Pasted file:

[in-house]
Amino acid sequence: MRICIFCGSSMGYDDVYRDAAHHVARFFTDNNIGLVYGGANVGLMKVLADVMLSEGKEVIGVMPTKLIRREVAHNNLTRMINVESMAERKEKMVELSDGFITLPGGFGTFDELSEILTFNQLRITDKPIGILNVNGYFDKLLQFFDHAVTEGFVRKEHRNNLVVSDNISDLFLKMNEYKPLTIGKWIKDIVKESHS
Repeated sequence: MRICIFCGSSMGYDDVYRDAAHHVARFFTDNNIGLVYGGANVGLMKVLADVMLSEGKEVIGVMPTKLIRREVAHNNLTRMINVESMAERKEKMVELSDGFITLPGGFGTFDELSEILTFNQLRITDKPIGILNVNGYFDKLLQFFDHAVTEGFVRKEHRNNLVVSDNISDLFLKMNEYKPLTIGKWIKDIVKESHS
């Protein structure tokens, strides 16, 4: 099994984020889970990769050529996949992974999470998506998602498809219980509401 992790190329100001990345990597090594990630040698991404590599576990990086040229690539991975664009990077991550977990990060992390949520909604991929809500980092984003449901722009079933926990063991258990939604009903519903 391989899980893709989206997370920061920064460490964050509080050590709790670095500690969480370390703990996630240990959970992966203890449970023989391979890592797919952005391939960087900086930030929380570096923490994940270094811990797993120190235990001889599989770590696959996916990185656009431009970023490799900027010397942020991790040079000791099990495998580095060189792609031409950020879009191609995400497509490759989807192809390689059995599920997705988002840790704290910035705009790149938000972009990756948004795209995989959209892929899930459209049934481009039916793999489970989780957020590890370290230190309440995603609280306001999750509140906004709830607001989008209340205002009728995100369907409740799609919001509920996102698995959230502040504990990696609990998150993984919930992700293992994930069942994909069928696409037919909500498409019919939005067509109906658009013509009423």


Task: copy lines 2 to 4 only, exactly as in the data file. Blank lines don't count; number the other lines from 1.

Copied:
Amino acid sequence: MRICIFCGSSMGYDDVYRDAAHHVARFFTDNNIGLVYGGANVGLMKVLADVMLSEGKEVIGVMPTKLIRREVAHNNLTRMINVESMAERKEKMVELSDGFITLPGGFGTFDELSEILTFNQLRITDKPIGILNVNGYFDKLLQFFDHAVTEGFVRKEHRNNLVVSDNISDLFLKMNEYKPLTIGKWIKDIVKESHS
Repeated sequence: MRICIFCGSSMGYDDVYRDAAHHVARFFTDNNIGLVYGGANVGLMKVLADVMLSEGKEVIGVMPTKLIRREVAHNNLTRMINVESMAERKEKMVELSDGFITLPGGFGTFDELSEILTFNQLRITDKPIGILNVNGYFDKLLQFFDHAVTEGFVRKEHRNNLVVSDNISDLFLKMNEYKPLTIGKWIKDIVKESHS
């Protein structure tokens, strides 16, 4: 099994984020889970990769050529996949992974999470998506998602498809219980509401 992790190329100001990345990597090594990630040698991404590599576990990086040229690539991975664009990077991550977990990060992390949520909604991929809500980092984003449901722009079933926990063991258990939604009903519903 391989899980893709989206997370920061920064460490964050509080050590709790670095500690969480370390703990996630240990959970992966203890449970023989391979890592797919952005391939960087900086930030929380570096923490994940270094811990797993120190235990001889599989770590696959996916990185656009431009970023490799900027010397942020991790040079000791099990495998580095060189792609031409950020879009191609995400497509490759989807192809390689059995599920997705988002840790704290910035705009790149938000972009990756948004795209995989959209892929899930459209049934481009039916793999489970989780957020590890370290230190309440995603609280306001999750509140906004709830607001989008209340205002009728995100369907409740799609919001509920996102698995959230502040504990990696609990998150993984919930992700293992994930069942994909069928696409037919909500498409019919939005067509109906658009013509009423």